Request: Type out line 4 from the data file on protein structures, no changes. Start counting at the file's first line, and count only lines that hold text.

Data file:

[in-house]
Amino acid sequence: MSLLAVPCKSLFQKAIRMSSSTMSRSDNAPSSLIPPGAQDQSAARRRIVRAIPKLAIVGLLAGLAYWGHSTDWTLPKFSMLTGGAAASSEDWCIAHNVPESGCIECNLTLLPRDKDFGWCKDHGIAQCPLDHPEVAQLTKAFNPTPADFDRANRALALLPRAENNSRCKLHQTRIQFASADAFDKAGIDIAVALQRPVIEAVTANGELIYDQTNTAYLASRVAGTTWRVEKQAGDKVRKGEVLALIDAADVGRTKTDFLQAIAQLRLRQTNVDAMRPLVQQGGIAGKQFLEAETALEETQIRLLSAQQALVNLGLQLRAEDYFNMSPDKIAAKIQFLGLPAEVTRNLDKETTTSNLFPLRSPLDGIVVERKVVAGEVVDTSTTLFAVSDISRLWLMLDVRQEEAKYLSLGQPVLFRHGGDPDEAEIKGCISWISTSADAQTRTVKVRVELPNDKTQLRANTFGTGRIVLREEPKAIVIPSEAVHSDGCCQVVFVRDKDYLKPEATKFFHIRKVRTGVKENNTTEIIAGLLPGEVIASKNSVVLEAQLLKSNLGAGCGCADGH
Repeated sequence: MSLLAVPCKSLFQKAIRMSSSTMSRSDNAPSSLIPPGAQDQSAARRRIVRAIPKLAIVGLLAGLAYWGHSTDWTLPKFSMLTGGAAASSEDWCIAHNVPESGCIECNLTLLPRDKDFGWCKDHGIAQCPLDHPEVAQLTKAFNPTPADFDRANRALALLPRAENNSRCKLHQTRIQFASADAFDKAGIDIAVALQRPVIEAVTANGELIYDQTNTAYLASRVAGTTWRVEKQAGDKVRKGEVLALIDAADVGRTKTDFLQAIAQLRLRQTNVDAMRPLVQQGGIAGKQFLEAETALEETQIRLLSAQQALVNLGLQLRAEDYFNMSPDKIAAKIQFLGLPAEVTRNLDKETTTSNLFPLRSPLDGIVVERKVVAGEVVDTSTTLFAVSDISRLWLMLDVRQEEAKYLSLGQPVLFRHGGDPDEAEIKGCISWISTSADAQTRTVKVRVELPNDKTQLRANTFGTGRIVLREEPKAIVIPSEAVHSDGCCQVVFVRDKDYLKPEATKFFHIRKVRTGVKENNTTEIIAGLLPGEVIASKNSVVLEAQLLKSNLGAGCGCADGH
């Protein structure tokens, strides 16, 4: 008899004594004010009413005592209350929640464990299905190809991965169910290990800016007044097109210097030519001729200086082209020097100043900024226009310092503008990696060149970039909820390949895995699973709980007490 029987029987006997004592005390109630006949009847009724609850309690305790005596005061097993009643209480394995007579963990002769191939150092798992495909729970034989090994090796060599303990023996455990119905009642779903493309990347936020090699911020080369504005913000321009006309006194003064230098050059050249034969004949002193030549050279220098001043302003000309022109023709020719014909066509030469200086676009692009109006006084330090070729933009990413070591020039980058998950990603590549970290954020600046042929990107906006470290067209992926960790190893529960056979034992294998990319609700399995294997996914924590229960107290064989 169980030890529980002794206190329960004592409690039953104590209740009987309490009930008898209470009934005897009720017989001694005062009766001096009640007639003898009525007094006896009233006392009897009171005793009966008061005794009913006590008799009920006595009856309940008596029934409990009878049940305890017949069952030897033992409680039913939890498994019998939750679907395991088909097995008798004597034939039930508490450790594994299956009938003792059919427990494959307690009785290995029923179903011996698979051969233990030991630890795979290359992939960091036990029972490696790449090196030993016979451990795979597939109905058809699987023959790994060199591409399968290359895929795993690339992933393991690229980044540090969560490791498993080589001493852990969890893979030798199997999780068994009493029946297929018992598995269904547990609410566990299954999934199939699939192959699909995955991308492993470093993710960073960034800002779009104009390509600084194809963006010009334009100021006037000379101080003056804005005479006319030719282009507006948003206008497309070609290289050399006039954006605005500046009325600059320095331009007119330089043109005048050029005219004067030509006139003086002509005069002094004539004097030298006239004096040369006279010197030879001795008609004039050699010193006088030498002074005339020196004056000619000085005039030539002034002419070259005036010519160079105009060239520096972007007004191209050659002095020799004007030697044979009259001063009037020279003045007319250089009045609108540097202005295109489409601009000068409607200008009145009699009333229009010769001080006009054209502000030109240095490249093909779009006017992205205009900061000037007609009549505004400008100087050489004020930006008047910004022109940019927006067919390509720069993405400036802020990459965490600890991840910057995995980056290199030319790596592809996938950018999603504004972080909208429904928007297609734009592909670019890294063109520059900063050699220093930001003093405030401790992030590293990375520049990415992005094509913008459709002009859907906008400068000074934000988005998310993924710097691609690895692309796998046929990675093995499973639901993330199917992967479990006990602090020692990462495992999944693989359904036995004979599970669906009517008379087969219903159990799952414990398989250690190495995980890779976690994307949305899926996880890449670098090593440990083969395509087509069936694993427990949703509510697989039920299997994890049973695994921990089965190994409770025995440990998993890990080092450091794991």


């Protein structure tokens, strides 16, 4: 008899004594004010009413005592209350929640464990299905190809991965169910290990800016007044097109210097030519001729200086082209020097100043900024226009310092503008990696060149970039909820390949895995699973709980007490 029987029987006997004592005390109630006949009847009724609850309690305790005596005061097993009643209480394995007579963990002769191939150092798992495909729970034989090994090796060599303990023996455990119905009642779903493309990347936020090699911020080369504005913000321009006309006194003064230098050059050249034969004949002193030549050279220098001043302003000309022109023709020719014909066509030469200086676009692009109006006084330090070729933009990413070591020039980058998950990603590549970290954020600046042929990107906006470290067209992926960790190893529960056979034992294998990319609700399995294997996914924590229960107290064989 169980030890529980002794206190329960004592409690039953104590209740009987309490009930008898209470009934005897009720017989001694005062009766001096009640007639003898009525007094006896009233006392009897009171005793009966008061005794009913006590008799009920006595009856309940008596029934409990009878049940305890017949069952030897033992409680039913939890498994019998939750679907395991088909097995008798004597034939039930508490450790594994299956009938003792059919427990494959307690009785290995029923179903011996698979051969233990030991630890795979290359992939960091036990029972490696790449090196030993016979451990795979597939109905058809699987023959790994060199591409399968290359895929795993690339992933393991690229980044540090969560490791498993080589001493852990969890893979030798199997999780068994009493029946297929018992598995269904547990609410566990299954999934199939699939192959699909995955991308492993470093993710960073960034800002779009104009390509600084194809963006010009334009100021006037000379101080003056804005005479006319030719282009507006948003206008497309070609290289050399006039954006605005500046009325600059320095331009007119330089043109005048050029005219004067030509006139003086002509005069002094004539004097030298006239004096040369006279010197030879001795008609004039050699010193006088030498002074005339020196004056000619000085005039030539002034002419070259005036010519160079105009060239520096972007007004191209050659002095020799004007030697044979009259001063009037020279003045007319250089009045609108540097202005295109489409601009000068409607200008009145009699009333229009010769001080006009054209502000030109240095490249093909779009006017992205205009900061000037007609009549505004400008100087050489004020930006008047910004022109940019927006067919390509720069993405400036802020990459965490600890991840910057995995980056290199030319790596592809996938950018999603504004972080909208429904928007297609734009592909670019890294063109520059900063050699220093930001003093405030401790992030590293990375520049990415992005094509913008459709002009859907906008400068000074934000988005998310993924710097691609690895692309796998046929990675093995499973639901993330199917992967479990006990602090020692990462495992999944693989359904036995004979599970669906009517008379087969219903159990799952414990398989250690190495995980890779976690994307949305899926996880890449670098090593440990083969395509087509069936694993427990949703509510697989039920299997994890049973695994921990089965190994409770025995440990998993890990080092450091794991």